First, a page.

Library-Like Scandal Looming


Header-image-Maggio-2By Gabriel Maggio

An ounce of prevention is worth a pound of cure; or, maybe even more. But, with all the resources at their disposal, the City of Windsor should be implementing as many safeguards into the system as they can.

Apparently, this isn’t the case at all, as has been discovered.

Here is a great example of why a review audit is not as thorough as an audit conducted by an Auditor General. This is also proof how an Auditor General can save Windsor millions of dollars.

In a recent review audit by PriceWaterhouseCoopers into expense cards used by managers at the City of Windsor, major holes were found which demonstrate how our tax dollars are at risk.

Prior to 2013, Windsor issued purchasing cards to City departments which were to be used on valid city business, and not for personal expenses. In a summary report, documenting the period between January 1, 2014, and August 31, 2015, a total of over $5.4 million was racked up on the cards (P-Cards).

In the 12-month period between July 2014 and June 2015, the amount was broken down to over $3.2 million spent.

While some departments in the City are not responsible for the lion’s share of the expenses, those departments were not issued as many cards as the other departments. To be fair, a review of the table below will provide you with a look at how each department spent using their P-Cards.

Summary of transactions by City of Windsor Department.Source: The Corporation of the City of Windsor Purchase Card Program Review, by PriceWaterhouseCoopers, 13 January 2016.

Summary of transactions by City of Windsor Department. (Click for larger image)
Source: The Corporation of the City of Windsor Purchase Card Program Review, by PriceWaterhouseCoopers, 13 January 2016.

The top spenders were Facilities, Parks, Public Works, Fire, Information Technology, Police, and Transit.

Although many of the transactions are assumed to be for official city business, the problem is the PwC report indicates that a documented rational, or reason, for the purchases is provided for just 25% of the sample, selected for review.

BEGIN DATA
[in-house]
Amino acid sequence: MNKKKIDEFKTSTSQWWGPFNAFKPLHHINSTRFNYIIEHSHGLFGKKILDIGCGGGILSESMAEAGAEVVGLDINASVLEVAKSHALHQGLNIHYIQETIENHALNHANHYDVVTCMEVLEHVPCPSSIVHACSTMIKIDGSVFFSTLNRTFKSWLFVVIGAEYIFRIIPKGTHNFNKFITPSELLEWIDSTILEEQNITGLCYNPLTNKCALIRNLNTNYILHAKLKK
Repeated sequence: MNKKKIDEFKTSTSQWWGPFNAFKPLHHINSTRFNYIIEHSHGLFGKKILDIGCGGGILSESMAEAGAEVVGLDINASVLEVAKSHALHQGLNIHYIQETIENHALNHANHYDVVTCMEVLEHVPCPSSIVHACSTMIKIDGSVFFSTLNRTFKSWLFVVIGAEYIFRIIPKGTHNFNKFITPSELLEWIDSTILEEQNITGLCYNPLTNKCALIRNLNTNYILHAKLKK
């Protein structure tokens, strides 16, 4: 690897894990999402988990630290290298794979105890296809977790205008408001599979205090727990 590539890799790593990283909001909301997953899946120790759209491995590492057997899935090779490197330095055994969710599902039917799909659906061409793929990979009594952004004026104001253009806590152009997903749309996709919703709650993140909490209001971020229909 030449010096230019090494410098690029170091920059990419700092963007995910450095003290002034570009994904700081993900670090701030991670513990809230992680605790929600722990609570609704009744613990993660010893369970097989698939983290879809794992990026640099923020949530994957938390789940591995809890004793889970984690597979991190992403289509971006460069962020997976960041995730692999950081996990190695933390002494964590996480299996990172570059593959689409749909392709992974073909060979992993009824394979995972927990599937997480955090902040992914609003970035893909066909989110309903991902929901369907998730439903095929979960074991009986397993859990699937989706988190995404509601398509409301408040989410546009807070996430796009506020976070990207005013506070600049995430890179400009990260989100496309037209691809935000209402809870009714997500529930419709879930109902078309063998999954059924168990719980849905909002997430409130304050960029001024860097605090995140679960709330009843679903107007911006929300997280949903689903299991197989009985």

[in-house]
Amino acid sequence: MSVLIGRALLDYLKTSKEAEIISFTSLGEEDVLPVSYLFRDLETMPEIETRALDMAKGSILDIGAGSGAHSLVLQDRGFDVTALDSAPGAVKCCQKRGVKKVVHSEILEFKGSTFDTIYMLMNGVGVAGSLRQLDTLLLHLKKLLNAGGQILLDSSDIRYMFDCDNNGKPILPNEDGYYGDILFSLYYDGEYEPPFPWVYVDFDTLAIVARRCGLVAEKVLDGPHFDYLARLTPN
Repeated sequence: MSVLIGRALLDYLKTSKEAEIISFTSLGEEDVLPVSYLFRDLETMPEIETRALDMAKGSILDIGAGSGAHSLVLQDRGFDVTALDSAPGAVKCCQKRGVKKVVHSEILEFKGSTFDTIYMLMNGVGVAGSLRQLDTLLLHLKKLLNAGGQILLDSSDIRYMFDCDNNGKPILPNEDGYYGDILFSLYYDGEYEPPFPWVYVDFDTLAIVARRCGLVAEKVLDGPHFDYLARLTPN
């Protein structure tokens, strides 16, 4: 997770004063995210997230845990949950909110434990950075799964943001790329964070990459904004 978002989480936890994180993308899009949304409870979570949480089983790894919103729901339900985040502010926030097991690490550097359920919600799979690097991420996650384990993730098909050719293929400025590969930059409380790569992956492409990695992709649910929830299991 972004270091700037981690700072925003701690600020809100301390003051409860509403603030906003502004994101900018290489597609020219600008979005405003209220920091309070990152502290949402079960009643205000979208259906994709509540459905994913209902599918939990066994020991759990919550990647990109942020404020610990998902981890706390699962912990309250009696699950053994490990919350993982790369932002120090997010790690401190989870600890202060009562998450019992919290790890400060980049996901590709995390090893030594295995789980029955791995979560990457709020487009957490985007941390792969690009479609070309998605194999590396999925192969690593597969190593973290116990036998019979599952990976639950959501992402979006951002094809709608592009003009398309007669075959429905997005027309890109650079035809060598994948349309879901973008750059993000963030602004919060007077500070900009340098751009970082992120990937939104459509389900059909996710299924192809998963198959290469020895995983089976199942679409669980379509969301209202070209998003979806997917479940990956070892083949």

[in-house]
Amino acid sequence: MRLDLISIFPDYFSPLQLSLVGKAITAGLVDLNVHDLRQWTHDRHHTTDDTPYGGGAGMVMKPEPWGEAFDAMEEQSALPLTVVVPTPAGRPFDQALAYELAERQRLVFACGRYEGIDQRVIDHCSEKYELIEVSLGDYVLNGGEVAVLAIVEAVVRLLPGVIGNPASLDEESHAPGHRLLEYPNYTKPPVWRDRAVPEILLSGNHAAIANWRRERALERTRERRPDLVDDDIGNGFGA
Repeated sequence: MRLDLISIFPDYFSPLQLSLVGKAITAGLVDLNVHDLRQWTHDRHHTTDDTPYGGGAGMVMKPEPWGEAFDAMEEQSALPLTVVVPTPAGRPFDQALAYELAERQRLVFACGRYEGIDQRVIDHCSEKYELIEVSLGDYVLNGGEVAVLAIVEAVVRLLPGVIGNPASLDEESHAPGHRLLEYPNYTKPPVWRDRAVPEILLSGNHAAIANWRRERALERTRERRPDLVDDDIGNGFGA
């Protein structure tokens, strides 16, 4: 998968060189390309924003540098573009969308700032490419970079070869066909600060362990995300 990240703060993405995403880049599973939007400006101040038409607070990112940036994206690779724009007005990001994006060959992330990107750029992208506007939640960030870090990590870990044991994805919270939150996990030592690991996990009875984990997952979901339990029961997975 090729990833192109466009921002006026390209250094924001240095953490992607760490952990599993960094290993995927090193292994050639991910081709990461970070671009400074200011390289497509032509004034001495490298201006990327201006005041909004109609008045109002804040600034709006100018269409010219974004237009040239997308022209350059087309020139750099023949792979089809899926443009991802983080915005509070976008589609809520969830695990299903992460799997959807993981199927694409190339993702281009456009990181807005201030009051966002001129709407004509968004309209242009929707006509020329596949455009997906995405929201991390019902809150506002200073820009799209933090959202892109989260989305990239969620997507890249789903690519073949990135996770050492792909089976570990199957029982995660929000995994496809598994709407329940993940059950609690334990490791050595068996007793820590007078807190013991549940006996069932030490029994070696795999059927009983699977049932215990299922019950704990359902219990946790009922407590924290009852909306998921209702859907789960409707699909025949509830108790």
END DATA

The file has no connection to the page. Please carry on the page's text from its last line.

As statistics hold consistent, that would mean 75% of purchases have not been justified.

What’s ironic is that, during the same period, management claims to have instituted controls with regards to policies and procedures for the use of P-Cards. It is purported that the Purchasing Department was to conduct bi-monthly reviews of all purchases and flag unusual activity.

Unfortunately, once again the policies and procedures in place were not good enough to get the job done to avoid another Library Scandal.

Given the estimated $3.2 million spent over the 12-month period, this could mean that approximately $2.4 million was not recorded with any rationale, and only $800,000 properly documented, among the 237 P-Cards. With a cardholder spending, on average, over $1,100 per month on the P-Cards, there is a possibility of wild abuse without the proper controls and policies.

Having experienced how thorough a forensic audit can be on my political campaign, I can appreciate the difference between what a spot review and a comprehensive analysis can teach and reveal. This report is sounding the same alarm bells that went off during former councilor Al Magnieh’s debacle at the Library.

Do we, as taxpayers, need to be burned twice? Does everything have to be reactive rather than preventative? Look at what was revealed after a simple review.

An Auditor General would solve these problems all day long.

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About the Author

Ian Shalapata
Ian writes for and provides imagery to Square Media Group as well as accepting freelance photographic assignments. In addition, he has contributed to media organizations, sporting groups, and individuals across North America including the Fort Wayne News-Sentinel, Chatham-Kent Sports Network, the Golf Association of Michigan, League 1 Ontario, as well as numerous colleges and universities in Canada and the United States. Email Ian Shalapata

5 Comments on "Library-Like Scandal Looming"

  1. Remember the majority of city councillors voted down on hiring an AG for the city of Windsor. We should all do the right thing and not re-elect the city councillors that voted against hiring of an AG for our city. I am concerned of what type of corruption maybe going on at city hall costing us the taxpayers millions of dollars. We must all remember that fast Eddie is the person that let or Windsor AG go along with some re-elected councillors.

  2. Phil Taylor | January 28, 2016 at 6:50 am |

    A good synopsis of a real mess. A review of practices during the Francis years should provide even more incite. Getting rid of Todd Langlois certainly set the stag for this kind of abuse of public funds. Thanks for the report , Gabe. There’s a good reason why some did not want you on council.

  3. Even organized crime has more accountability than our city mayor & council.

  4. Marny beale | January 27, 2016 at 1:34 pm |

    The same cavalier attitude displayed at Council mtg. ,as we see whenever audit related issues arise, is disgraceful.
    We need an AUDITOR!!!

  5. Traffic Dedicated MTO – 1 card 433K ?

    Yes,it would be nice to know compared to the other departments what the funds are used on

Comments are closed.